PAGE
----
Public Lab Wiki documentation


  • 0

Near Infrared Camera history



This page needs revision

Infrared cameras for vegetation analysis

Infrared photography can help assess a plant's health, and has been used on satellites and planes for agricultural and ecological assessment, mainly by vineyards, large farms and large-scale (read: expensive) research projects. There are public sources of infrared photography for the US available through the Department of Agriculture -- NAIP and Vegscape -- but this imagery is not collected when, as often, or at useable scale for individuals who are managing particular places. By creating a low-cost camera and working with farmers and environmental activists, we hope to explore grassroots uses for this kind of technology. What could farmers or activists do with leaf-scale, plant-scale, lot-scale, and field-scale data on plant health if the equipment costs as little as $10 or $35?

Screenshot from 2011-09-10-colorado-boulder-foothills-community-park-NRG. See how clearly plants are identifiable from bare earth, or pavement. The unique colors in this photo will be explained below. Keep reading to learn about the unique colors in this photo.

Plants and infrared

We've been modifying cheap cameras to photograph in infrared (IR). The sensors in common digital cameras are sensitive to infrared, but come with a filter that blocks these wavelengths so that the photos look "normal" to us. Removing that filter allows us to pickup information in IR, and in that way begin to "see the invisible life of plants."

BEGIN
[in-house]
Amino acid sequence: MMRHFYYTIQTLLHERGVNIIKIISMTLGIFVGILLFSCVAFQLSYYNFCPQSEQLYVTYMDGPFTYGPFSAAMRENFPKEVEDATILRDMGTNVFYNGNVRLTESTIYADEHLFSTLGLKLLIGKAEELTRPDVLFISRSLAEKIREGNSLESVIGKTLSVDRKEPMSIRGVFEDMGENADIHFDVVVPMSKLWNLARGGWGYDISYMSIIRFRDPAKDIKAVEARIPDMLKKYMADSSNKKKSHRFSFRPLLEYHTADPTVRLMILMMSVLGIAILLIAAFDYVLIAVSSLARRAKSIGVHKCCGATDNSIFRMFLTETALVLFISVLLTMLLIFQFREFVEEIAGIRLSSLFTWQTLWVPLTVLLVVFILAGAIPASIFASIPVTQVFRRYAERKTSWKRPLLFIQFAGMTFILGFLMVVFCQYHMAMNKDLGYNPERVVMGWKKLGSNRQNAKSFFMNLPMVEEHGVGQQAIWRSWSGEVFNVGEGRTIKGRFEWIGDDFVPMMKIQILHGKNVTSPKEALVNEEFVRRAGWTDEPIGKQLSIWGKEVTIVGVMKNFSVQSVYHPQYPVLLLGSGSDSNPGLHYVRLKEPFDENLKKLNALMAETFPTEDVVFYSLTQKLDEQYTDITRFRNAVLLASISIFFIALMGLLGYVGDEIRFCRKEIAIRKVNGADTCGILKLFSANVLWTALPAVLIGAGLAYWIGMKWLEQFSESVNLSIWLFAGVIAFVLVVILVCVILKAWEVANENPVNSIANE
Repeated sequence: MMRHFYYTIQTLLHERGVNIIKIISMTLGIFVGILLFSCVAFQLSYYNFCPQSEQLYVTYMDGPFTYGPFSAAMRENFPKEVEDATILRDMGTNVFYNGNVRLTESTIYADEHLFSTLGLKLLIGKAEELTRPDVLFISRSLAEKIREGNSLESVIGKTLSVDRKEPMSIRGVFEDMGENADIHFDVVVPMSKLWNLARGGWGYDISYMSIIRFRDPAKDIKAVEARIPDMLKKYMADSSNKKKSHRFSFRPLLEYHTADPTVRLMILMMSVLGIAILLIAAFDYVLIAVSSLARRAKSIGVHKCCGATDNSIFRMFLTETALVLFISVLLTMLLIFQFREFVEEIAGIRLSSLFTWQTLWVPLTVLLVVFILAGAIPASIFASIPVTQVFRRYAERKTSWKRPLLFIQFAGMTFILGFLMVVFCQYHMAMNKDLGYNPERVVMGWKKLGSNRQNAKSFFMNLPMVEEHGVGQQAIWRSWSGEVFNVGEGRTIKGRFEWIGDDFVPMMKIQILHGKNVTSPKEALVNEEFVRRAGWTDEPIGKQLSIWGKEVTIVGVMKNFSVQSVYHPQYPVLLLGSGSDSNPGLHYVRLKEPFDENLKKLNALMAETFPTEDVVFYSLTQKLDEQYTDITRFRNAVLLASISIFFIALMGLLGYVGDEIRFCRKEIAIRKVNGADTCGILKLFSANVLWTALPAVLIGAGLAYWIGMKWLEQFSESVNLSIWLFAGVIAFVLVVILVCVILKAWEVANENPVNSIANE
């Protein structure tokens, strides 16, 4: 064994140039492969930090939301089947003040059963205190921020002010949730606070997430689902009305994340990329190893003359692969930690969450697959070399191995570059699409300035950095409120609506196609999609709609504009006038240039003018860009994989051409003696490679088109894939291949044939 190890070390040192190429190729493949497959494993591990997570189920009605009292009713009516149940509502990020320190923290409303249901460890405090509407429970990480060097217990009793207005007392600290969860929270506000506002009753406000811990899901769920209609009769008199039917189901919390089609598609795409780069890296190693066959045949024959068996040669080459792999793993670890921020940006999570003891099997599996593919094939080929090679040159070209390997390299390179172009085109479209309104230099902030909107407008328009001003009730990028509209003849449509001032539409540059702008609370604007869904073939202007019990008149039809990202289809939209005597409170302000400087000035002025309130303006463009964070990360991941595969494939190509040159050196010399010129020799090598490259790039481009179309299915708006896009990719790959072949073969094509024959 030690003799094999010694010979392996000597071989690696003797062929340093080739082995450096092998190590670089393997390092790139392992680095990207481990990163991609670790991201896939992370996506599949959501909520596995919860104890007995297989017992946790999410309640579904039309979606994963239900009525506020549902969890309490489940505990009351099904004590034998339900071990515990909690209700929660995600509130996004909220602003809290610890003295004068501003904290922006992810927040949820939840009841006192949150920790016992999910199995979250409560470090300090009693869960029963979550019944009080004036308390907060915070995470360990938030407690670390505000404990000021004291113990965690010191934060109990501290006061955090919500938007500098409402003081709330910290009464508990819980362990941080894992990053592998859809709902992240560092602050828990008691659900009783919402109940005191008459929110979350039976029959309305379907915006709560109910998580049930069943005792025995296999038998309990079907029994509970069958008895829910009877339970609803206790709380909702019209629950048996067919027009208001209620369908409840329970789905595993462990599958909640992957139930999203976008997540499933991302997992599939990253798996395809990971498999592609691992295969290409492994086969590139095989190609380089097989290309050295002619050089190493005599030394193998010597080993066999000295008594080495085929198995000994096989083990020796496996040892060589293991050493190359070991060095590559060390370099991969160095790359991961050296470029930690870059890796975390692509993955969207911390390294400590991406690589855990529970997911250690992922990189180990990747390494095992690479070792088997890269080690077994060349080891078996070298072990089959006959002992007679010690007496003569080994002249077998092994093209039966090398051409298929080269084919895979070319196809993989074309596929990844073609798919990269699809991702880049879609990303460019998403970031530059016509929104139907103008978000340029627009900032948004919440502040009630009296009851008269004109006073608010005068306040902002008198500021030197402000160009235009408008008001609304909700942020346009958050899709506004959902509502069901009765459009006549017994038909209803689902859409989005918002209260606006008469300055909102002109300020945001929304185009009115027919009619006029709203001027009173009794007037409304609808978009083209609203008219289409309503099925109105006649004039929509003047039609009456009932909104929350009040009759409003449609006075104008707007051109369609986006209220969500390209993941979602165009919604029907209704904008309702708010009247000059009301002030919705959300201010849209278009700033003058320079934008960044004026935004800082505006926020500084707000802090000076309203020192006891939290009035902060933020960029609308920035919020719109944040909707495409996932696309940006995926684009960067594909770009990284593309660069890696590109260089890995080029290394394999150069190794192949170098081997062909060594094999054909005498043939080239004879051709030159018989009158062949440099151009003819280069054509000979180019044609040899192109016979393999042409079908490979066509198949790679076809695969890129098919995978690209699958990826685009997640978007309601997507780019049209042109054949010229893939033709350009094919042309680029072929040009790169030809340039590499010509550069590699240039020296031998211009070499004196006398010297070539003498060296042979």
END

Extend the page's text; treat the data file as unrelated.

See, plants use visible light (mainly blue and red light) as 'food' -- not so much green light, which is why they reflect green away, and look green to our eyes. They also happen to reflect near infrared light (which is just beyond red light, but not visible to the human eye). This is because they chemically cannot convert infrared into usable food, and so they just bounce away to stay cool. The above image shows what colors of light plants absorb vs. reflect away.

By using this unique property of plants, plus our ability to take near-infrared photos we can create composite images which highlight where plants are and how much they are photosynthesizing.

(note: this video was made when people were still putting the film negative on the outside of the camera lens. To put the film negative directly inside the camera, once you have the infrared filter removed, put your cut film negative where the filter was, replace the rubber gasket and continue with the steps in the video for reassembling.)

NDVI example:

Plaza San Martin, visible-infrared-NDVI

NRG example:

How to take infrared and visible photographs

By putting both an infrared-pass filter and an infrared-block filter on the same camera, you can get both infrared and visible light with one photograph... though the areas don't overlap. This means you can get such imagery from the air using balloon mapping, while only risking one camera. Another alternative is to use a stereo camera system like the one being developed by the New York City chapter.

Our bifocal infrared/visible filter

Visible/infrared of a tree from above, with bifocal filter

Using Photoshop to do vegetation analysis with your pictures

You can use Adobe Photoshop (or GIMP, for an open-source, free alternative) to composite an infrared and visible image to do vegetation/photosynthesis analysis. The example photos were taken from an airplane window by Stewart Long. For a more comprehensive description of this process, and alternative means to do this analysis, see the infrared vegetation analysis activity.

Using MapKnitter to make infrared/visible composites

If you captured infrared and visible pictures from a balloon or kite, you can stitch them into a map using mapknitter.org. Mapknitter supports compsiting. It looks something like this, so far:

MapKnitter infrared stitching over another MapKnitter TMS export


near-infrared-camera ndvi infragram